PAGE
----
Vitamin D can also interact with some medications, such as certain steroids or heart medications.

Vitamin C

Vitamin C is found in many foods such as citrus fruits and potatoes, and is an essential nutrient for your health. This vitamin helps produce collagen, promotes wound healing, and boosts your immune system. Vitamin C can also stimulate ceramide production, improving the skin’s barrier function. One study found that oral vitamin C supplementation improved chronic inflammation and increased ceramide levels in people living with severe eczema.

Eating a well-balanced diet will generally provide you with enough vitamin C. However, people who have vitamin C deficiencies may benefit from the use of vitamin C supplements. Vitamin C supplementation is generally safe when taking 15 to 90 milligrams per day, depending on your age, sex, and if you are pregnant.

Potential Risks of Vitamin C Supplementation

Larger doses (over 2,000 milligrams) of oral vitamin C may cause side effects such as:

  • Nausea
  • Stomach cramps
  • Fatigue
  • Heartburn
  • Kidney problems (with long-term use)

Taking vitamin C supplements can also interfere with some medications, such as:

  • Hormone medications
  • Chemotherapy drugs
  • Statins and niacin
  • Antiviral drugs
  • Blood thinners

If you’re thinking of adding vitamin C supplements to your diet, remember to consult with your doctor or dermatologist and discuss any medications you are currently taking. Although topical vitamin C-containing products have antioxidant properties, which help fight sun damage and aging, their role in fighting eczema has not been well studied.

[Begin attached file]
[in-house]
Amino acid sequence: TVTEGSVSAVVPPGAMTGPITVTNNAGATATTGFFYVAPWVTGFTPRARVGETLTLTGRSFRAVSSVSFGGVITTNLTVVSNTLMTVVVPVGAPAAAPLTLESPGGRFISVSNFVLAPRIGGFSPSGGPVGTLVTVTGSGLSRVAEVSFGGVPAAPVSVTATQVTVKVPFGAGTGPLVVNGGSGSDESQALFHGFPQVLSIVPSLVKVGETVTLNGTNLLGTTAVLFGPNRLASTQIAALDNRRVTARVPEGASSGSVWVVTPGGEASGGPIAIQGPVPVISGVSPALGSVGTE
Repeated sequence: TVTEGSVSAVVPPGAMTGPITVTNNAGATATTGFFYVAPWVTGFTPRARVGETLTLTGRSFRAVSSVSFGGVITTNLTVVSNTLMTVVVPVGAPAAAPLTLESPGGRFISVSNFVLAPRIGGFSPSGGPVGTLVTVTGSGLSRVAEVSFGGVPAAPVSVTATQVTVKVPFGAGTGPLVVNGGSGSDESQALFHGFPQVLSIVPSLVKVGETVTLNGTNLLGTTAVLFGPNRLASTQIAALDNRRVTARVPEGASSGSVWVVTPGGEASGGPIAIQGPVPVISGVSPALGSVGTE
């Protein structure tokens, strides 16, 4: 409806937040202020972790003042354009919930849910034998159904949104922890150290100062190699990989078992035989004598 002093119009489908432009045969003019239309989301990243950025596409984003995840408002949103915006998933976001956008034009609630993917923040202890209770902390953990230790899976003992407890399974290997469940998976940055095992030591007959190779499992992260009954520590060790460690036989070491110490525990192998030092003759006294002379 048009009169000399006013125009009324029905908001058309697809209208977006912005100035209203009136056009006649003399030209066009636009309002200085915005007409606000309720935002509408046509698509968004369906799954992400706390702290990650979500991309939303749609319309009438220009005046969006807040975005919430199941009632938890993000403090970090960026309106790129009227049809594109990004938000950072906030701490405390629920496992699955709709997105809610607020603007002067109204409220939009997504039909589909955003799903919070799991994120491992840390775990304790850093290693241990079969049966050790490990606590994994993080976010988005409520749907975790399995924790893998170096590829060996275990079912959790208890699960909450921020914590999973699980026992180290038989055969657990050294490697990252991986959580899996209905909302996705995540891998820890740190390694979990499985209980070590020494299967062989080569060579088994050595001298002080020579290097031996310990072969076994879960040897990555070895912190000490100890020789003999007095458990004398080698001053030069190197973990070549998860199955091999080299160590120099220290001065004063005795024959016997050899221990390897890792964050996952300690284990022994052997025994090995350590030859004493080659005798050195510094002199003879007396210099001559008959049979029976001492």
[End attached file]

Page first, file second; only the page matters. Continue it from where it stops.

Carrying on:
Vitamin E

Vitamin E is an essential nutrient that supports your skin’s health. It is naturally found in vegetables, vegetable oils, and nuts. In one study, participants with mild to severe eczema took 400 IU of vitamin E daily for three months. All participants reported improvements in their eczema lesions and itchy skin.

Scientists have found that vitamin E can decrease immunoglobulin E (IgE) levels in the blood. IgE plays a role in developing eczema and often occurs in high levels among people with eczema. Decreasing levels of IgE may help reduce symptoms of eczema.

Potential Risks of Vitamin E Supplementation

Vitamin E supplementation is generally safe in adults at a daily dose of 15 milligrams. It has antioxidant effects and has been shown to regulate the immune system. However, vitamin E can be harmful in large doses, causing side effects such as:

  • Nausea
  • Diarrhea
  • Fatigue
  • Blurry vision

Vitamin E supplements may interfere with some medications such as blood thinners, chemotherapy drugs, statins, niacin, and vitamin K. Vitamin E may be associated with an increased risk of prostate cancer. Vitamin E may also increase the risk of heart attack or stroke in people with a history of heart disease. People with diabetes, liver disease, bleeding disorders, vitamin K deficiency, or cancer should consult their health care provider before adding probiotic supplements to their diet.